David O. Russell out-Scorseses Martin Scorsese himself with "American Hustle," a rollicking '70s crime romp that’s ridiculously entertaining in all the best possible ways.
Do they have salt mines in Germany? Or is Schultze's job simply a symbol of a lifetime of thankless toil? Day after day he ventures down into the salt mine, until with a shock he and three friends are forced to retire. There is a little party at the beer hall, his co-workers singing a lugubrious song of farewell, and Schultze is a retired man. Not married, he passes his days in the sad enjoyment of unwanted freedom. Sometimes he contemplates his retirement present, a lamp made from a large block of crystallized salt with a bulb inside. If it ever falls into other hands, will its new owners think to lick it?
Schultze (Horst Krause) is a bulky, stolid, unlovely man who wipes the dust from his garden gnomes, spends as much time as possible napping on his sofa, visits his mother in a nursing home, plays the accordion at a polka club, and plays chess at a club where the level of play is not too high; one should not reach retirement age as a chess player still arguing over applications of the "touch-move" rule. He gets around town on his bicycle, dealing with the delays caused by a rail crossing guard who is distracted by the study of alchemy.
One night Schultze's world changes forever. On the radio he hears zydeco music from Louisiana. (I was reminded of "Genghis Blues," the 1999 film where a blind musician in San Francisco, Paul Pena, hears Tuva throat-singing over the radio, teaches it to himself, and travels to the Republic of Tuva for the annual competition.) Schultze becomes a man possessed. He takes up his accordion, begins to pump through a tired song he has played a thousand times, and then gradually increases the tempo and turns up the heat until he is playing, well, zydeco polka.
That is not an impossible musical genre. David Golia, a friend of mine from San Francisco, leads a polka band that explores what he sees as the underlying connection between the polka, rock, and Mexican and Brazilian music. It's not all about beer barrels.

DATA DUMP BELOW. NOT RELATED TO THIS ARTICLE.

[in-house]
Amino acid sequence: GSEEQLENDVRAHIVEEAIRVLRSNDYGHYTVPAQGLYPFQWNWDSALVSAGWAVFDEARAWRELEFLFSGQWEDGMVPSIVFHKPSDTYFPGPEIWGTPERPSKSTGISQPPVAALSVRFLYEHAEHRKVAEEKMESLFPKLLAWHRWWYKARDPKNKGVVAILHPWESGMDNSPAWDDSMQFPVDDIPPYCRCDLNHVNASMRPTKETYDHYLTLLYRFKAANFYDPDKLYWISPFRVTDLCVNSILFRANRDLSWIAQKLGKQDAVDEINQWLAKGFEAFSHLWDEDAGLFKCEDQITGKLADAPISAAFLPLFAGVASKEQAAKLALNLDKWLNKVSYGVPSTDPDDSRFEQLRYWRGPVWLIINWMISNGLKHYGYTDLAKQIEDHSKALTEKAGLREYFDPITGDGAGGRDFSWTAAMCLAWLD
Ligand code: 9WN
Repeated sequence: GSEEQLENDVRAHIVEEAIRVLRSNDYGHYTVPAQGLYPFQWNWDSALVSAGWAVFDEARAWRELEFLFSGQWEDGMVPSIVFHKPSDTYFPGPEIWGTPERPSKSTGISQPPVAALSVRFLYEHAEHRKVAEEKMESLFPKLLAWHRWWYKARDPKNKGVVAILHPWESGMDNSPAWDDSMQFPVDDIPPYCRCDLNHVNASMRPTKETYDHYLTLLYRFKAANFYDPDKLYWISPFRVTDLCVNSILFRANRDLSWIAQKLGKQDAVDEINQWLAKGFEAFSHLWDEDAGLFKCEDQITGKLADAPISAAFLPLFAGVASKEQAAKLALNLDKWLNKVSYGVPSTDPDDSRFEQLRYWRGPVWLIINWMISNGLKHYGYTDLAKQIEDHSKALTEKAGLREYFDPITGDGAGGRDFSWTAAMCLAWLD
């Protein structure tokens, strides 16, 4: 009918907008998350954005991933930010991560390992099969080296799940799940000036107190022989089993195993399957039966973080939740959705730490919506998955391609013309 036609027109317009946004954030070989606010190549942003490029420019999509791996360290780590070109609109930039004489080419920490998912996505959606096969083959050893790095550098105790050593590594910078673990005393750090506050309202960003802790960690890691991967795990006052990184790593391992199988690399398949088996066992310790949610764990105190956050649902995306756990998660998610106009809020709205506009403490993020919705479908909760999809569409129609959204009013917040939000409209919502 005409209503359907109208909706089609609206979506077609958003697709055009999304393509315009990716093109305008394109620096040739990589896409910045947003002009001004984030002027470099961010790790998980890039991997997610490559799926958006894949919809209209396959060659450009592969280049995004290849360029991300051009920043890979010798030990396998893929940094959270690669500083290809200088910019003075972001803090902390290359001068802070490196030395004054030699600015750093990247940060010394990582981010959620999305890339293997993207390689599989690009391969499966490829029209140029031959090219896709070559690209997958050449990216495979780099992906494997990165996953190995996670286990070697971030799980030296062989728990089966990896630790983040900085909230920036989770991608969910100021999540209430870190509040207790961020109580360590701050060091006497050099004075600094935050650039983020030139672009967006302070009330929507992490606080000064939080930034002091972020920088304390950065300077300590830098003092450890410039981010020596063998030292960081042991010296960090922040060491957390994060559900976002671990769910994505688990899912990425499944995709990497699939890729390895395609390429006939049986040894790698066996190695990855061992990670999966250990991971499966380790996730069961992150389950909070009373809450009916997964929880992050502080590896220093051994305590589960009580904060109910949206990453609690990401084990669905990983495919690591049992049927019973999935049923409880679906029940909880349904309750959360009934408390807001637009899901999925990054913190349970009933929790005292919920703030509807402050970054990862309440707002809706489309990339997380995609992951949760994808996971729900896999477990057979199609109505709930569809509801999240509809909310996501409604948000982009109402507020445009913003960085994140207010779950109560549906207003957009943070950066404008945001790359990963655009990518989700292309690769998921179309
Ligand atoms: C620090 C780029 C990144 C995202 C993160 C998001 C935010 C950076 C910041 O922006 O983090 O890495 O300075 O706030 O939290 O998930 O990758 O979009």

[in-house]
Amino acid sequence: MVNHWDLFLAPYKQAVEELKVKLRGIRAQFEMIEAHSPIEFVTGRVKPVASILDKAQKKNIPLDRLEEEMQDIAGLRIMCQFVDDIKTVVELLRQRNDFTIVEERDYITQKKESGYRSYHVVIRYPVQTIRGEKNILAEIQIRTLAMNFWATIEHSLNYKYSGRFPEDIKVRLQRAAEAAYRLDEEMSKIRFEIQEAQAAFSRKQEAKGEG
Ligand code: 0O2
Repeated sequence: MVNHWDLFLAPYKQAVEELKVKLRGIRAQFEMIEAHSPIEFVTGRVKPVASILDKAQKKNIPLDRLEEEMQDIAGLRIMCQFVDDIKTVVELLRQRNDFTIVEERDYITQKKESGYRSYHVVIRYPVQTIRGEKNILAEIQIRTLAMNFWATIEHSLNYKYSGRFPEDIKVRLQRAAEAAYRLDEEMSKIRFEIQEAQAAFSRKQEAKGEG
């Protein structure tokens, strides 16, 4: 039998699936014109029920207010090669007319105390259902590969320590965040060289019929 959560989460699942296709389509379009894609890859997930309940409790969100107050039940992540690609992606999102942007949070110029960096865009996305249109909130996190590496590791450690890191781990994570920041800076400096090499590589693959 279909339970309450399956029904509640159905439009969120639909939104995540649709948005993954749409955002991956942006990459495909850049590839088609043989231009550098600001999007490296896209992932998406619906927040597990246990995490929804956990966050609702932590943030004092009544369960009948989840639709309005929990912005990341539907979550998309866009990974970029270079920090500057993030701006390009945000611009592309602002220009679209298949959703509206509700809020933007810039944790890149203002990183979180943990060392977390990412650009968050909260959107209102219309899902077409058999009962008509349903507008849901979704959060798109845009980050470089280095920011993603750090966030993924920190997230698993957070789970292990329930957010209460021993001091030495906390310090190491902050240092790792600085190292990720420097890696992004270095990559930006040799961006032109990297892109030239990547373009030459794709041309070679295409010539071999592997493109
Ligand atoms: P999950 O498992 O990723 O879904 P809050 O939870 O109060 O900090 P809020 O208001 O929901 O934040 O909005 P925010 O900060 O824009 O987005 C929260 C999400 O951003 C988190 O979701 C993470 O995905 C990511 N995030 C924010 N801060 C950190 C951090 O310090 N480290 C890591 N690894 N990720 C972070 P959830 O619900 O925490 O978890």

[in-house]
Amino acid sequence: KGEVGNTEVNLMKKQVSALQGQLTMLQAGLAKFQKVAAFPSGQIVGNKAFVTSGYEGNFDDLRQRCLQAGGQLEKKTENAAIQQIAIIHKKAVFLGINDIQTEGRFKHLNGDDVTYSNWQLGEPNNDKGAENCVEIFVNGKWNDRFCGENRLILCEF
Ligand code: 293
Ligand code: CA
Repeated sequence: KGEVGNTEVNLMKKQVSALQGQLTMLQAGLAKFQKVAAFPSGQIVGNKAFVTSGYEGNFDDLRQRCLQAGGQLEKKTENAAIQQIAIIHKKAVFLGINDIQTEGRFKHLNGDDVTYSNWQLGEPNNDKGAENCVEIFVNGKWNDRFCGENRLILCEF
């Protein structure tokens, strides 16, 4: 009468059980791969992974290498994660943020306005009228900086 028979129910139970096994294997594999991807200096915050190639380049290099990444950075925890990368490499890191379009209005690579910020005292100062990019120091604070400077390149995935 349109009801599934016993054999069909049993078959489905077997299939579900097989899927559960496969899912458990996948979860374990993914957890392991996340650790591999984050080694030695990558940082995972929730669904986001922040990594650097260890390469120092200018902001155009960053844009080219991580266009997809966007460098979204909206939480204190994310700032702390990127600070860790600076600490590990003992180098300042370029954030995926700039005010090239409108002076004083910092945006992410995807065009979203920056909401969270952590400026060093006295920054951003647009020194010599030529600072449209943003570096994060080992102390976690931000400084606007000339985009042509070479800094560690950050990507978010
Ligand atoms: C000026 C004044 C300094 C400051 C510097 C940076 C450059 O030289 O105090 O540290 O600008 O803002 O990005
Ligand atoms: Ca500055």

Schultze becomes a man obsessed. His lonely life is filled with fantasies of far-off bayous. He gets a cookbook and prepares jambalaya on his kitchen stove. His polka club listens to his zydeco arrangements and votes to send him to a German music festival in the town's sister city in Texas -- not so much to honor him, we suspect, as to get him out of town.
Schultze is not much of a traveler and speaks perhaps a dozen words of English. Unlike the travelers in many movies, he doesn't magically learn many more. The Texas festival does not nurture his inner man, and he does what any sensible person in Schultze's position would do, which is to purchase a boat and set off across the Gulf and into the waterways of Louisiana.
What may not be clear in my description is that "Schultze Gets the Blues" is not entirely, or even mostly, a comedy, even though it has passages of droll deadpan humor. It is essentially the record of a man who sets himself into motion and is amazed by the results. I was reminded of Aki Kaurismaki's "The Man Without a Past" (2002), the story of a man whose amnesia frees him to begin an altogether different life. The film has also been compared with "About Schmidt" (2002), although Schmidt was a madcap compared to Schultze.
Schultze is not an object of fun, but a focus of loneliness and need, a man who discovers too late that he made no plans for his free time and is deeply bored by his life. His American journey is not travel but exploration -- not of a new land, but of his own possibilities. He suddenly realizes that he, Schultze, can move from one continent to another, can medicate his blues with Louisiana Hot Sauce, and play music that sends his accordion on crazy trills of joy.
He does not, during his journey, meet a soul mate, fall in love, become discovered on "American Idol" or do anything else than live his new life. He meets people easily because he is so manifestly friendly and harmless, but finds it hard to form relationships because of his handful of words. No matter. We suspect it was the same for him even in Germany, and now he wanders where every single thing he sees is new to his eyes.
The writer and director, Michael Schorr, is making his first film, but has the confidence and simplicity of someone who has been making films forever. Unlike many first-timers, he isn't trying to see how much of his genius one film can contain. He begins, I think, not with burning ambition but with a simple love and concern for Schultze. He creates the character, watches him asleep on the sofa, and then follows a few steps behind as Schultze backs away from the dead end of retirement. He begins his journey with a single step, as we know all journeys must begin, and arrives at last on a boat in the Gulf of Mexico, where not all journeys end, and where Schultze must be as surprised as his director to find himself.
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